Is there reason to
believe that a costs order will not be able to be paid?
A security for a costs application is a serious
consideration for the defendant where the plaintiff is a
corporation with contingent assets.
In the decision of
Aquatic Air Pty Ltd v Siewert  NSWCA 130 (Court of
Appeal Supreme Court New South Wales) (30 May 2016),
Macfarlan JA considered a security for costs application
made under s 1335 of the Corporations Act 2001 (Cth)
in these circumstances.
Section 1335 (Costs) of the Corporations Act 2001
is as follows:
(1) Where a corporation is plaintiff in any action or
other legal proceeding, the court having jurisdiction in
the matter may, if it appears by credible testimony
that there is reason to believe that the corporation
will be unable to pay the costs of the defendant if
successful in his, her or its defence, require
sufficient security to be given for those costs and stay
all proceedings until the security is given. [emphasis
How did the court find ‘reason to believe’?
Aquatic appealed against the primary judge’s findings
which were adverse to Aquatic in that Mr & Mrs Siewert were
found to have made no misrepresentations and had not
breached a warranty given when they sold shares in certain
companies conducting aviation operations to a related
company of Aquatic.
After examining the Statement of Assets and Liabilities
of Aquatic which showed assets of $2,770,000 exceeding
liabilities of $1,200,000, Macfarlan JA concluded that the
availability of each of the assets to Aquatic was
dependent upon its success on the appeal.
As a consequence, he held that Siewert had satisfied the
precondition to the court exercising its power under s 1335,
namely there was reason to believe that Siewert will be
unable to recover their costs of the appeal from Aquatic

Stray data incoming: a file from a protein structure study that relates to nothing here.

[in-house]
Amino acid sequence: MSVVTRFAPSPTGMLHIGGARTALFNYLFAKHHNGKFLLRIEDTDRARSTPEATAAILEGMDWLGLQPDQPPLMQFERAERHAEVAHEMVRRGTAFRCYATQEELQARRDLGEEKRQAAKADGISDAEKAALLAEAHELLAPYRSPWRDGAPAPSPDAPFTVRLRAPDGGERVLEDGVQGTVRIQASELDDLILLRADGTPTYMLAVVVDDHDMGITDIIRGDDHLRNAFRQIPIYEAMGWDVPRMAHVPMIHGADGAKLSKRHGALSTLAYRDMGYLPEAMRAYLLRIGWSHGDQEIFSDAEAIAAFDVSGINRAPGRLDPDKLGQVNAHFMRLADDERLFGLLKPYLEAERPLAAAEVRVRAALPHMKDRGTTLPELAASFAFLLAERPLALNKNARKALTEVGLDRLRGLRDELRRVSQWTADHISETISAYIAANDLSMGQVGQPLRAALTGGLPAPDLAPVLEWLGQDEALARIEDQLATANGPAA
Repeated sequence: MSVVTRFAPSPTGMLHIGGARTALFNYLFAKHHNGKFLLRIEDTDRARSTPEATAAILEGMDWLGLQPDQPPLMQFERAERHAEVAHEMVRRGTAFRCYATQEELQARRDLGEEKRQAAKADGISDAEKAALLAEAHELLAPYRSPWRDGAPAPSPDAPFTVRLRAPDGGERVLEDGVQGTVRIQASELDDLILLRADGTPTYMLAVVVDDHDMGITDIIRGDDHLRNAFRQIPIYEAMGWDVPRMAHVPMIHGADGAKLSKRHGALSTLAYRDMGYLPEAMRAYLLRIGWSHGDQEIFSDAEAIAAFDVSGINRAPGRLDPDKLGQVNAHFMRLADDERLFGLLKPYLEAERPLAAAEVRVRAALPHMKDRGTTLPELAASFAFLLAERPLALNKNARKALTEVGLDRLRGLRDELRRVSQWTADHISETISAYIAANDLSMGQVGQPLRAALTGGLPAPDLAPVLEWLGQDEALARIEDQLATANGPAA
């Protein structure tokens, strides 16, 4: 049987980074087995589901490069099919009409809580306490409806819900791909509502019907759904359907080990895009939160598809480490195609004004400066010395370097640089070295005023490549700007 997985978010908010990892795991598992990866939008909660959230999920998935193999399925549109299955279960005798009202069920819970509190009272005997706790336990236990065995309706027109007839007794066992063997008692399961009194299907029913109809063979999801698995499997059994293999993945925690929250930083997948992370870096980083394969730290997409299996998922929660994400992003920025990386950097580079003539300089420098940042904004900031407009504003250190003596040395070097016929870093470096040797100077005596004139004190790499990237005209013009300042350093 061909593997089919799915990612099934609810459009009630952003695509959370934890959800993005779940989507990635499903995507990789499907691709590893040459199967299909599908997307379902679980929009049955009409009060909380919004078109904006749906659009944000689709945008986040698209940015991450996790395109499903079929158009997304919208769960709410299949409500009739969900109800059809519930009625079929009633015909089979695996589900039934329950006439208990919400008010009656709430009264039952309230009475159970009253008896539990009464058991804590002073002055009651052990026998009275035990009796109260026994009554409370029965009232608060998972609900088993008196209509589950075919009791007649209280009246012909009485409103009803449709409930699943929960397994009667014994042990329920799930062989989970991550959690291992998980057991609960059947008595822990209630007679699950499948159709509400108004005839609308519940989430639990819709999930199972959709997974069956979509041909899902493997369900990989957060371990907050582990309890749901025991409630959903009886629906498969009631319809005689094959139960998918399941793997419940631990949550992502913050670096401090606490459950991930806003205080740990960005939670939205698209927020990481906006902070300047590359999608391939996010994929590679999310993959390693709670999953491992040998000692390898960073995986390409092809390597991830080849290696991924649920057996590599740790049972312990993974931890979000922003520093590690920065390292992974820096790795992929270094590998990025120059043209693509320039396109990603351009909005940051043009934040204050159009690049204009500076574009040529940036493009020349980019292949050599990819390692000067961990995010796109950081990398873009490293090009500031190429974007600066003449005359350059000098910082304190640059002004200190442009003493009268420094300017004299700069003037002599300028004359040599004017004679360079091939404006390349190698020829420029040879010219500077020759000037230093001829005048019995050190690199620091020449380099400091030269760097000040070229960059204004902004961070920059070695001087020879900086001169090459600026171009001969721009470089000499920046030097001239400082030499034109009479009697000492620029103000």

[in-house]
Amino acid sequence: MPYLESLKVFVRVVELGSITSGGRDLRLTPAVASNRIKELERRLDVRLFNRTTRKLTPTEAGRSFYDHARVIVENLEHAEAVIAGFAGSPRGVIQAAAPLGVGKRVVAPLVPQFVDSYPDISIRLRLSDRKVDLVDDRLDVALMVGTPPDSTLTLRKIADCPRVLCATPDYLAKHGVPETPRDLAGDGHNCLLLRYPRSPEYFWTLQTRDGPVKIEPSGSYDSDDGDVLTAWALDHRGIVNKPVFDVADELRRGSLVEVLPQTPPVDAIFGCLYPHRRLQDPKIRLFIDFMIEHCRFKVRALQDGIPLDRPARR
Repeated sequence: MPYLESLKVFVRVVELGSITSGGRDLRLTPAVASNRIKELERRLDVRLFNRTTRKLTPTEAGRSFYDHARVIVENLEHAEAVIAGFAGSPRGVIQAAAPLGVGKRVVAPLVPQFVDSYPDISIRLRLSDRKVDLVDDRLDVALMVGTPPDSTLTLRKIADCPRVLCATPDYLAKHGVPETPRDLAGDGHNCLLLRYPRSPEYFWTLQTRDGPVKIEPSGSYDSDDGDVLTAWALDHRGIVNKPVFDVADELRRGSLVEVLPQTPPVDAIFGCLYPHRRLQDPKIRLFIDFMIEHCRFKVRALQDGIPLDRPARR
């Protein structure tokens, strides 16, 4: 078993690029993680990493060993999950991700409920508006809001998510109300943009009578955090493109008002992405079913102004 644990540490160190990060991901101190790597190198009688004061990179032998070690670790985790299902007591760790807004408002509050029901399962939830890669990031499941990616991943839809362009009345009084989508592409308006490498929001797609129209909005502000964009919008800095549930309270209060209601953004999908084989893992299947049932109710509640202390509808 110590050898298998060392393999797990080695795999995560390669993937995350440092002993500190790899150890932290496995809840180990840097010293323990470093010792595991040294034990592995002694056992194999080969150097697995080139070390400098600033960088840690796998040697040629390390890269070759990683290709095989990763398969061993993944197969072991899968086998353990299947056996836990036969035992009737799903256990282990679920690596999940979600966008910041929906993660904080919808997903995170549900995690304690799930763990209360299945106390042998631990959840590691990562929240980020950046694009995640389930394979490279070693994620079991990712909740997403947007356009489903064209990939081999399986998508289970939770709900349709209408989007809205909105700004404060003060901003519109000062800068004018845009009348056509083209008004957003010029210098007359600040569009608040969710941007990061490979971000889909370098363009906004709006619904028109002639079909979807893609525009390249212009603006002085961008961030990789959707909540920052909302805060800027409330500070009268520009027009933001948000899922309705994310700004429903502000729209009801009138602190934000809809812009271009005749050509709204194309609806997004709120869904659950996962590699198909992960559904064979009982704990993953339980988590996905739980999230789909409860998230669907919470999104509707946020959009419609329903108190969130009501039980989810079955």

if Aquatic failed in the appeal.
The discretionary factors in making a security for
Being a decision by a judge of the Court of Appeal, the
way in which the discretionary factors were weighed in this
case is of general relevance. The factors were:
Security had already been provided at the first
instance: The argument was that the security provided at
first instance of $65,000 remained available because costs
had not been assessed. The court accepted the evidence of
Siewert’s solicitors which countered this in that there were
unassessed costs incurred which far exceeded that figure
(there were seven hearing days).
Whether the appeal would be stifled: The argument
that an order for security would stifle the appeal was
rejected because the strong probabilities are that the
security would be provided out of the resources of
Delay in making the application for security: The
argument that the application for security had not been
promptly filed was rejected because Aquatic had been put on
notice that security was required when the appeal was filed.
The fact that two months had elapsed before the application
was made was not sufficient delay to refuse the application.
The relevance of the Siewert’s cross-appeal: The
argument was that it may be unfair to allow the cross-appeal
to proceed, while the appeal is stifled, was met by Siewert
assuring the court that the cross-appeal would not proceed
if the appeal did not proceed. Also, the fact that if the
cross-appeal failed they might not obtain a costs order
against Aquatic did not outweigh the real prospect that
Siewert might obtain a costs order in the appeal.
Whether Aquatic’s impecuniosity was caused by Siewert:
This often potent argument was of reduced significance on
appeal because the defendant has the advantage of a judgment
in its favour vindicating its actions. The argument was
rejected because there was no evidence of causation.
Undertaking by sole director of Aquatic: The court
might have accepted a personal undertaking by the director
instead of security for costs, but no details were provided
of the director’s assets and liabilities, which on their
face were contingent in nature.
The security for costs orders made
On the one hand, Siewert estimated a two day hearing with
costs of the appeal of between $93,700 and $170,900. On the
other hand, Aquatic estimated a one day hearing with costs
The court relied upon its own assessment of the
proceedings and ordered that Aquatic provide security for
costs of the appeal of $80,000. Failing payment within 14
days, the appeal be stayed.
An application for security for costs of the appeal has
good prospects of success: if the appellant is a corporation
and it was not successful at the first instance, and if it
can be demonstrated that the availability of the appellant’s
assets to pay the respondent’s costs is contingent upon the
success of the appeal.